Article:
Civil, the blockchain startup looking to transform media, will be soon offering tokens to its crypto investors in the coming week. The business model of Civil functions in a completely opposite direction to most of the common wisdom in relation to token sales these days.
The much maligned initial coin offering (ICO) has come under the radar recently from the sinking Ethereum’s price to questioning the credibility of the industry. The idea of funding a new decentralized platform by pre-selling crypto tokens to anyone willing to buy them was ridiculed in many circles, especially as the U.S. Securities and Exchange Commission (SEC) and other regulators continue to debate over rules in order to protect the interests of investors. Thus, U.S. based founders have stuck to only raising funds from accredited investors.
Matthew Iles, the CEO of Civil said, “There’s a lot of things that keep me up at night, but when you work in a space as uncertain as this, there’s a lot of uncertainty that goes beyond just regulatory uncertainty,”
This statement could have something to do with the fact Civil thinks it’s got the right framework. The consumer token framework was created by the ConsenSys-initiated Brooklyn Project – for running open token sales. It was announced on September 7 and has already been used by the anticipated decentralized world map project, FOAM.
It’s very explicitly not a how-to, so much as recommendations and discussion points. Based on its guidelines, Civil is demanding participation in the network before token holders can sell their coins.
Speaking to this idea, Iles said, “We’re going to be providing ways, easy ways, for people in the first days of the network launch to essentially learn how to vote with their token, use our dapp and become trained. And in that process of training, they will prove use and unlock those tokens.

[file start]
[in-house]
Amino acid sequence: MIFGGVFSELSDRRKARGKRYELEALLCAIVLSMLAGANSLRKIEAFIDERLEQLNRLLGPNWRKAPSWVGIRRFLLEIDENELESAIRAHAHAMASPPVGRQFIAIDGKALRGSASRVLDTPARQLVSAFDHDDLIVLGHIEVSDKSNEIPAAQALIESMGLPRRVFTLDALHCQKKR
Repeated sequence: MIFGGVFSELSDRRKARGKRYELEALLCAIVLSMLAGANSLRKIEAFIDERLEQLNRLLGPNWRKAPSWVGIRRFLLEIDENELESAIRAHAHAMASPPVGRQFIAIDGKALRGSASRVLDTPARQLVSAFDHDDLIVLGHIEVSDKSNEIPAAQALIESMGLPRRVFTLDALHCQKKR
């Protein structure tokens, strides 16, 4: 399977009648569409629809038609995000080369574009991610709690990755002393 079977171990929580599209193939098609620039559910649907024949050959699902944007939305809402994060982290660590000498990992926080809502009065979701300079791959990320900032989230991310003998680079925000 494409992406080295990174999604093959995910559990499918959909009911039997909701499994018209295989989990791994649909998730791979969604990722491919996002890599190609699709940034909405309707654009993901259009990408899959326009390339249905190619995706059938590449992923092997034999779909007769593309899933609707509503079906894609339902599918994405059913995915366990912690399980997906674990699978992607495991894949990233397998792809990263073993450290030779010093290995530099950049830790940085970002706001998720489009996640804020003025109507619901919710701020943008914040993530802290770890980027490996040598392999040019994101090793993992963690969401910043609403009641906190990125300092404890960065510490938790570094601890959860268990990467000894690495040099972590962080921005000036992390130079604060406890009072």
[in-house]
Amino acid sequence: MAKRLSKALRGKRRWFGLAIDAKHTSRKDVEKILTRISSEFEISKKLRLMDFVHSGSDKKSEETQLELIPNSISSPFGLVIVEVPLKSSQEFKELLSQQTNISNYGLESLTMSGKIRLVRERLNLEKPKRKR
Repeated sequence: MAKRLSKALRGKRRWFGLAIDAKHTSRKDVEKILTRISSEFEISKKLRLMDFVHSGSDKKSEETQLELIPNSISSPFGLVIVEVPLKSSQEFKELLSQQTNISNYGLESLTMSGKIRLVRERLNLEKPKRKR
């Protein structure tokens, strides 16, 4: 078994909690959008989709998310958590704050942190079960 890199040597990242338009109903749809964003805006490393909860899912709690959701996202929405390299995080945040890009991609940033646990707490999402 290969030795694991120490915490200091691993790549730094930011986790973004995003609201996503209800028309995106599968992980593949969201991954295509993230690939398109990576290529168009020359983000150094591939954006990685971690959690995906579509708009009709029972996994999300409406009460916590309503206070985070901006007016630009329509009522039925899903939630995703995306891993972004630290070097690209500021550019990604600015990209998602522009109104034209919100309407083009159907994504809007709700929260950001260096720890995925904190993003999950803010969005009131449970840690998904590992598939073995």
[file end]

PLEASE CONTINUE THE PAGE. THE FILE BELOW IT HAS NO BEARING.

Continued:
Participants will be required to complete a quiz which demonstrates their knowledge of crypto tokens as a part of the onboarding process through token foundry. Buyers won’t be able to sell their tokens from a wallet until that wallet has been used, which Civil calls “ proof-of-use”. In this manner, the holder proves his level of understanding of the protool.
Small-scale purchasers will need to utilise 25% of their tokens on the platform and large purchasers will have to use 50percent in order to unlock their tokens to sell or giveaway.
Iles said, “I think what drives us most is I’m trying to create the right kind of community to power this thing and for us that meant necessarily finding a way for us to allow average people to participate.”
The new framework will debut under harsh market conditions. With the crypto markets down, and more specifically ETH, it’s unclear whether buyers are still eager to grab crypto tokens. Although, because of the token’s immediate utility, Civil might still prove attractive.
Pat Berarducci of Consensys Legal, who was one of the attorneys that helped craft the guidelines said, “Traditionally security laws typically don’t apply to sales of a kind of consumptive goods for consumptive purposes.”
It is not unclear whether regulators will agree with the approach which means that Civil is taking a huge risk, since entrepreneurs will not know if regulators are going to let the idea fly until they sell some tokens and either wait to see if regulators do anything or if courts side with entrepreneurs when regulators pounce.
Still, Iles said, “Hopefully through approaches like ours and others we can start to demonstrate that not only is this stuff compliant, but, more importantly, useful and valuable to people.”
Berarducci said, “It’s been about an eight-month process of trying to develop a framework that allows, I think projects – as well as lawyers and perhaps regulators and policymakers – to kind of think through the important issues and important topics when it comes to a token project.” He further added, “There’s still a lot to learn. There’s still lots of experiments left.”